Steps in Preparing for Retirement

By Jana Castanon Media Relations/Community Outreach for Apprisen

No matter your age, retirement will be here before you know it.  However, according to a poll by the Employee Benefit Research Institute, only 13% of consumers felt very confident that they were prepared for retirement.  That’s a scary statistic. What about the rest of us?  Where are we going to be when that time comes?  But it doesn’t have to be that way.  It’s never too late to start saving for your future.  Here are few tips to get you on track in order to meet your retirement needs. 

 

  1. Find out about your Social Security benefits. Social Security pays the average retiree about 40% of pre-retirement earnings.  The Social Security Administration sends out Your Social Security Statement” automatically to current workers 25 and over who are not receiving Social Security benefits approximately three months before the recipient’s birthday.  Contact the Social Security Administration at 1-800-772-1213 for more information and to request a free statement if you didn’t receive yours.
  2. Know your retirement needs.  Retirement is expensive.  Experts estimate that you will need about 70% of your pre-retirement income to maintain your standard of living when you stop working.
  3. Learn about your employer's pension or profit sharing plan. If your employer offers a plan, check to see what your benefit is worth. Most employers will provide an individual benefit statement if you request one. Before you change jobs, find out what will happen to your pension. Learn what benefits you may have from previous employment.
  4. Contribute to a tax-sheltered savings plan. If your employer offers a tax sheltered savings plan, such as a 401(k), sign up and contribute all you can. Your taxes will be lower, your company may kick in more, and automatic deductions make it easy. Over time, deferral of taxes and compounding of interest make a big difference in the amount of money you will accumulate.
  5.  Put money into an Individual Retirement Account. You can put money into an Individual Retirement Account (IRA) and delay paying taxes on investment earnings until retirement age. If you don't have a retirement plan (or are in a plan and earn less than a certain amount), you can also take a tax deduction for your IRA contributions. (Withdrawals prior to age 59 1/2 may be subject to a 10% penalty tax.).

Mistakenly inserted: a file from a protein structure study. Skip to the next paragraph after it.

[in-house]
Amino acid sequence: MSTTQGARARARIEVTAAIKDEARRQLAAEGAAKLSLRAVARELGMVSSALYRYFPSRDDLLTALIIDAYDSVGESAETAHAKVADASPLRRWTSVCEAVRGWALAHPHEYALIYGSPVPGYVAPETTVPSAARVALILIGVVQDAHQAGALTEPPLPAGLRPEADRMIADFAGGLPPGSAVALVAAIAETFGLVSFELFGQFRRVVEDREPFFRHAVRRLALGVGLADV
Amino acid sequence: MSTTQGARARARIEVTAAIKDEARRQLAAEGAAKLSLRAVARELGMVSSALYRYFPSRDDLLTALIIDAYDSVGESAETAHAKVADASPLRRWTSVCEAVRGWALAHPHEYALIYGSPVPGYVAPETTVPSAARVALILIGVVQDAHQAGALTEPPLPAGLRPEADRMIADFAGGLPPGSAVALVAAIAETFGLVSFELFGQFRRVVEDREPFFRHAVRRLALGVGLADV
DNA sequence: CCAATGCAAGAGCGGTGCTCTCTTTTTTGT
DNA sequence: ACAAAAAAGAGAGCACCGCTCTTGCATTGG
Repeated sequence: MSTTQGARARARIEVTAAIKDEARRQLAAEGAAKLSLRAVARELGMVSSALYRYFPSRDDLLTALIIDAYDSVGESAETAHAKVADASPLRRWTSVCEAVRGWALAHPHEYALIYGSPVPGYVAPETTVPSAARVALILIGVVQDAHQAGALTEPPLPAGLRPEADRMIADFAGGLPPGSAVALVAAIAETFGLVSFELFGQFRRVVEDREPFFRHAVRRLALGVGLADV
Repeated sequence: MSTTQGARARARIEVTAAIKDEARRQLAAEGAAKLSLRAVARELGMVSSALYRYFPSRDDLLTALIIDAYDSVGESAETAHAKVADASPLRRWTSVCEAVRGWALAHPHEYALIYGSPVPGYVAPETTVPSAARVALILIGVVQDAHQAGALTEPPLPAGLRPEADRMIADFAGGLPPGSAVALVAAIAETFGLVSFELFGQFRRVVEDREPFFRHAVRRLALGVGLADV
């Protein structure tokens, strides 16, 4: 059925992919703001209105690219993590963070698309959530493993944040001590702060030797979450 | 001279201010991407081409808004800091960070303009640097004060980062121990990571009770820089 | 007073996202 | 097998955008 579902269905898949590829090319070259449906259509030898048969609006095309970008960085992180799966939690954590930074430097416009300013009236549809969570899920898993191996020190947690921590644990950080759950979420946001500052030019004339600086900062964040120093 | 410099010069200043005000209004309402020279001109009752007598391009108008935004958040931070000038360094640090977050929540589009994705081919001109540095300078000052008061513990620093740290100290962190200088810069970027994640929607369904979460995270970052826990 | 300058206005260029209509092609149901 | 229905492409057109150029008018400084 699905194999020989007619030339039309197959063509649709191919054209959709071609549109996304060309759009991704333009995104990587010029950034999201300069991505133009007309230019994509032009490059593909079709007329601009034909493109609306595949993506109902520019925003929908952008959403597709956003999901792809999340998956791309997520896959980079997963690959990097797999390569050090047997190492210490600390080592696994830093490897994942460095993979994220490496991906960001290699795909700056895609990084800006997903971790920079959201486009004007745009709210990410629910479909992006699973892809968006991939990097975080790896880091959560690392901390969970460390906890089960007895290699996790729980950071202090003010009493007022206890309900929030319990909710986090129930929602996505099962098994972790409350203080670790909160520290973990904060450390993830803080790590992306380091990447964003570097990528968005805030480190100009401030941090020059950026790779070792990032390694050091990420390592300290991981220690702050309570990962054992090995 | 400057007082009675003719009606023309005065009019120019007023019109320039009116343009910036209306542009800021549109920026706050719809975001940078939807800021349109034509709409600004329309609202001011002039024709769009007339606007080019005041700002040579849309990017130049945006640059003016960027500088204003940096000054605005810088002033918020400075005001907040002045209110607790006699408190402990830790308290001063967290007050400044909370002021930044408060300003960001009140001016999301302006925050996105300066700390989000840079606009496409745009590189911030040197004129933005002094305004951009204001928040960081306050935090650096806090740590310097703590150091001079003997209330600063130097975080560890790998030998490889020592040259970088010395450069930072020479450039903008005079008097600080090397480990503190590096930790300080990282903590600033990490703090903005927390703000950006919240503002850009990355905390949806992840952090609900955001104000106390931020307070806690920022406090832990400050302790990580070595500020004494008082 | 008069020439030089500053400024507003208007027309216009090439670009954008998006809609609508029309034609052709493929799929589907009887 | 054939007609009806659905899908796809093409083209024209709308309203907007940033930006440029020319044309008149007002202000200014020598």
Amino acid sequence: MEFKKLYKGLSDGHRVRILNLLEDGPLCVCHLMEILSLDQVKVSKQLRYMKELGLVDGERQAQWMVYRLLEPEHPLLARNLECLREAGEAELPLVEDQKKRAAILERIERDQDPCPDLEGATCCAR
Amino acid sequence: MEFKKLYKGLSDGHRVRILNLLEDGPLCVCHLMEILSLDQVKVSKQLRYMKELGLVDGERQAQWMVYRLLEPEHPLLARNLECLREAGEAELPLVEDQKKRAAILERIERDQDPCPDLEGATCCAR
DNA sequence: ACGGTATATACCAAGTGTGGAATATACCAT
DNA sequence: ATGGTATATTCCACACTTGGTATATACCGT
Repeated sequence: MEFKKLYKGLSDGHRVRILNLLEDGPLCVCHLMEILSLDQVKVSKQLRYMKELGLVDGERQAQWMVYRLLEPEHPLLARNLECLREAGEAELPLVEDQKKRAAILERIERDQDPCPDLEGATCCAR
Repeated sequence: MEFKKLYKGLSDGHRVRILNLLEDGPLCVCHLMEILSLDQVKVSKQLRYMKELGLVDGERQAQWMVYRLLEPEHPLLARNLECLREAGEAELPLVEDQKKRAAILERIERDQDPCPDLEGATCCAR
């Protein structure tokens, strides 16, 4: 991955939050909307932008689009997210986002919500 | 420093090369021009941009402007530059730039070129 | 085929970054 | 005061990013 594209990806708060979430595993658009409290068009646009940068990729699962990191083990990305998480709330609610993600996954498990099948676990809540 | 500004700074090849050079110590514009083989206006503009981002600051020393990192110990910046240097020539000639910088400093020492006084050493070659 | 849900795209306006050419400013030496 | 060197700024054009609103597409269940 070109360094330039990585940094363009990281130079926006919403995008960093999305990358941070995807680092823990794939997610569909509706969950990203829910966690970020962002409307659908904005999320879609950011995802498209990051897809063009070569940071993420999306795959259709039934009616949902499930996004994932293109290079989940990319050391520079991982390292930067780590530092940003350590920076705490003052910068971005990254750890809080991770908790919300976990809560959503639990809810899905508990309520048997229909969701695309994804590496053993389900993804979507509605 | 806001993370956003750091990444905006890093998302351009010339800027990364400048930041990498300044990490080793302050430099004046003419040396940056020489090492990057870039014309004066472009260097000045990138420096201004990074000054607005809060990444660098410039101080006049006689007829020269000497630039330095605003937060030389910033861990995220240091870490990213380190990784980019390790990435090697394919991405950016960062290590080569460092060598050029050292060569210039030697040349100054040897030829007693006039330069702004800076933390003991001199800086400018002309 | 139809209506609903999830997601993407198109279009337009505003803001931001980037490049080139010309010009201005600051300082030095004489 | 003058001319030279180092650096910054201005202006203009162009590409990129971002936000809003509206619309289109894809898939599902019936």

6. Don't touch your savings. Don't dip into your retirement savings. You'll lose principal and interest, and you may lose tax benefits. If you change jobs, roll over your savings directly into an IRA or your new employer's retirement plan.
  7. Start now, set goals, and stick to them. Start early. The sooner you start saving, the more time your money has to grow. Put time on your side. Make retirement saving a high priority. Devise a plan, stick to it, and set goals for yourself. Remember, it's never too late to start planning for your retirement.
  8. Consider basic investment principles.How you save can be as important as how much you save. Inflation and the type of investments you make play important roles in how much you'll have saved at retirement. Know how your pension or savings plan is invested. Financial security and knowledge go hand in hand.
  9. Ask questions. These tips should point you in the right direction, but you'll need more information. Talk to your employer, your bank, your union, or a financial advisor. Ask questions and make sure the answers make sense to you. Get practical advice and act now

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